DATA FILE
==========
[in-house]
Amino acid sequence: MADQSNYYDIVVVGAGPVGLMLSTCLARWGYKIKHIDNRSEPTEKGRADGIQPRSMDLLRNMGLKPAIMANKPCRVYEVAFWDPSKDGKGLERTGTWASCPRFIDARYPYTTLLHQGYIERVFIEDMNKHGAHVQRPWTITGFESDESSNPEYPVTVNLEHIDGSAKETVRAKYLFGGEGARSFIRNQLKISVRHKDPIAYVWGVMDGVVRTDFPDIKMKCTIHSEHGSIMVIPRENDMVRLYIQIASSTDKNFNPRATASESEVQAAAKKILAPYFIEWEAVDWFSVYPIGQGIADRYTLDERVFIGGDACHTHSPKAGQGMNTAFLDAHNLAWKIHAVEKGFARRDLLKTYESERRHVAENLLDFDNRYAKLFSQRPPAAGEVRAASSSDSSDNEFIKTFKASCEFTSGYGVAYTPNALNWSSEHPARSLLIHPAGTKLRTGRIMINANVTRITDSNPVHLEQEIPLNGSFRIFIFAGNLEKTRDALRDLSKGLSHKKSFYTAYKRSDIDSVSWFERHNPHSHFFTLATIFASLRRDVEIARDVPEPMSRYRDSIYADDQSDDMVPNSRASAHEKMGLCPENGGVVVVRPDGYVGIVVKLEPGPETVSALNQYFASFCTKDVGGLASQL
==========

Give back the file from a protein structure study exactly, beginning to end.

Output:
[in-house]
Amino acid sequence: MADQSNYYDIVVVGAGPVGLMLSTCLARWGYKIKHIDNRSEPTEKGRADGIQPRSMDLLRNMGLKPAIMANKPCRVYEVAFWDPSKDGKGLERTGTWASCPRFIDARYPYTTLLHQGYIERVFIEDMNKHGAHVQRPWTITGFESDESSNPEYPVTVNLEHIDGSAKETVRAKYLFGGEGARSFIRNQLKISVRHKDPIAYVWGVMDGVVRTDFPDIKMKCTIHSEHGSIMVIPRENDMVRLYIQIASSTDKNFNPRATASESEVQAAAKKILAPYFIEWEAVDWFSVYPIGQGIADRYTLDERVFIGGDACHTHSPKAGQGMNTAFLDAHNLAWKIHAVEKGFARRDLLKTYESERRHVAENLLDFDNRYAKLFSQRPPAAGEVRAASSSDSSDNEFIKTFKASCEFTSGYGVAYTPNALNWSSEHPARSLLIHPAGTKLRTGRIMINANVTRITDSNPVHLEQEIPLNGSFRIFIFAGNLEKTRDALRDLSKGLSHKKSFYTAYKRSDIDSVSWFERHNPHSHFFTLATIFASLRRDVEIARDVPEPMSRYRDSIYADDQSDDMVPNSRASAHEKMGLCPENGGVVVVRPDGYVGIVVKLEPGPETVSALNQYFASFCTKDVGGLASQL